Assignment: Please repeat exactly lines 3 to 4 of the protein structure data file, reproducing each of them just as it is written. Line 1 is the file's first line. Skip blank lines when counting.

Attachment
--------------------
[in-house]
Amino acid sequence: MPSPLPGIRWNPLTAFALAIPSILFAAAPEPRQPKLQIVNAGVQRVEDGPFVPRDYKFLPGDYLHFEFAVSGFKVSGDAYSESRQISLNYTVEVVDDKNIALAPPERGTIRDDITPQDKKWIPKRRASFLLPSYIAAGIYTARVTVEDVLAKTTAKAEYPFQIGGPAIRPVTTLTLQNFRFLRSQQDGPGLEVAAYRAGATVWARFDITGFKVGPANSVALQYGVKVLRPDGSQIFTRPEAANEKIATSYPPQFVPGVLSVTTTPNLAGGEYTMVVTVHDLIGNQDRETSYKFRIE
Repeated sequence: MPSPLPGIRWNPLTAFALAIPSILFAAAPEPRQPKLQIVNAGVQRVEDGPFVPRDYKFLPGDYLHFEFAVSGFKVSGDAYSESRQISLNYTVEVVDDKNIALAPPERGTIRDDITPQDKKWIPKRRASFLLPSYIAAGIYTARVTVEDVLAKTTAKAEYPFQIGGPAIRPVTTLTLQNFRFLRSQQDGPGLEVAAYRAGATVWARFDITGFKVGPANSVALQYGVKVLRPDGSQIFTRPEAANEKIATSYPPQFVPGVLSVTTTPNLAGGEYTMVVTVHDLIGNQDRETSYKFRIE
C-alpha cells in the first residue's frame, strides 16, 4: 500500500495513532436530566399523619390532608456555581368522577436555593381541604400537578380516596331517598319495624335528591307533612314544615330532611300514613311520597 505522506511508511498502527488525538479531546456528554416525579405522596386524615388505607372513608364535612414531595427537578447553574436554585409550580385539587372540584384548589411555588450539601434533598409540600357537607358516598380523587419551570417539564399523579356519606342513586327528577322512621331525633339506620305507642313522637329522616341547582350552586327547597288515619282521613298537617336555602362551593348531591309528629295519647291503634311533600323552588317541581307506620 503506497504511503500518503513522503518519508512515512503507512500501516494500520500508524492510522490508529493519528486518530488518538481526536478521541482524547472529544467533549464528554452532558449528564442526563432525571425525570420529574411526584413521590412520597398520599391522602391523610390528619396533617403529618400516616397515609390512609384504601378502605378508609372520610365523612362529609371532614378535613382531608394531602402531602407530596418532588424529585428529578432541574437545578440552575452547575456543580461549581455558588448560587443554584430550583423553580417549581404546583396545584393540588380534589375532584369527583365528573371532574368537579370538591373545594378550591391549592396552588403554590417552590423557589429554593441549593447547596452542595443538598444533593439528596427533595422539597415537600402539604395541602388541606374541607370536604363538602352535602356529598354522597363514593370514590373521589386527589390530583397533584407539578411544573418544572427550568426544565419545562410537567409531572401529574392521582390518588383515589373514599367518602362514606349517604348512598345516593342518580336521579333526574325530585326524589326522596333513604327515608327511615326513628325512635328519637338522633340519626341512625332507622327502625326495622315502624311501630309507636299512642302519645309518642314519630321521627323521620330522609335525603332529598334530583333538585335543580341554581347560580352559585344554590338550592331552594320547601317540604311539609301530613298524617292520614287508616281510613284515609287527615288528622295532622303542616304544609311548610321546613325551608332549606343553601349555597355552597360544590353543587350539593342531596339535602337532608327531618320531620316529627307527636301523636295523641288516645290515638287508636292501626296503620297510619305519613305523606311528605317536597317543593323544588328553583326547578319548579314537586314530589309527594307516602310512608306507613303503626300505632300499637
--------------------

Repeated sequence: MPSPLPGIRWNPLTAFALAIPSILFAAAPEPRQPKLQIVNAGVQRVEDGPFVPRDYKFLPGDYLHFEFAVSGFKVSGDAYSESRQISLNYTVEVVDDKNIALAPPERGTIRDDITPQDKKWIPKRRASFLLPSYIAAGIYTARVTVEDVLAKTTAKAEYPFQIGGPAIRPVTTLTLQNFRFLRSQQDGPGLEVAAYRAGATVWARFDITGFKVGPANSVALQYGVKVLRPDGSQIFTRPEAANEKIATSYPPQFVPGVLSVTTTPNLAGGEYTMVVTVHDLIGNQDRETSYKFRIE
C-alpha cells in the first residue's frame, strides 16, 4: 500500500495513532436530566399523619390532608456555581368522577436555593381541604400537578380516596331517598319495624335528591307533612314544615330532611300514613311520597 505522506511508511498502527488525538479531546456528554416525579405522596386524615388505607372513608364535612414531595427537578447553574436554585409550580385539587372540584384548589411555588450539601434533598409540600357537607358516598380523587419551570417539564399523579356519606342513586327528577322512621331525633339506620305507642313522637329522616341547582350552586327547597288515619282521613298537617336555602362551593348531591309528629295519647291503634311533600323552588317541581307506620 503506497504511503500518503513522503518519508512515512503507512500501516494500520500508524492510522490508529493519528486518530488518538481526536478521541482524547472529544467533549464528554452532558449528564442526563432525571425525570420529574411526584413521590412520597398520599391522602391523610390528619396533617403529618400516616397515609390512609384504601378502605378508609372520610365523612362529609371532614378535613382531608394531602402531602407530596418532588424529585428529578432541574437545578440552575452547575456543580461549581455558588448560587443554584430550583423553580417549581404546583396545584393540588380534589375532584369527583365528573371532574368537579370538591373545594378550591391549592396552588403554590417552590423557589429554593441549593447547596452542595443538598444533593439528596427533595422539597415537600402539604395541602388541606374541607370536604363538602352535602356529598354522597363514593370514590373521589386527589390530583397533584407539578411544573418544572427550568426544565419545562410537567409531572401529574392521582390518588383515589373514599367518602362514606349517604348512598345516593342518580336521579333526574325530585326524589326522596333513604327515608327511615326513628325512635328519637338522633340519626341512625332507622327502625326495622315502624311501630309507636299512642302519645309518642314519630321521627323521620330522609335525603332529598334530583333538585335543580341554581347560580352559585344554590338550592331552594320547601317540604311539609301530613298524617292520614287508616281510613284515609287527615288528622295532622303542616304544609311548610321546613325551608332549606343553601349555597355552597360544590353543587350539593342531596339535602337532608327531618320531620316529627307527636301523636295523641288516645290515638287508636292501626296503620297510619305519613305523606311528605317536597317543593323544588328553583326547578319548579314537586314530589309527594307516602310512608306507613303503626300505632300499637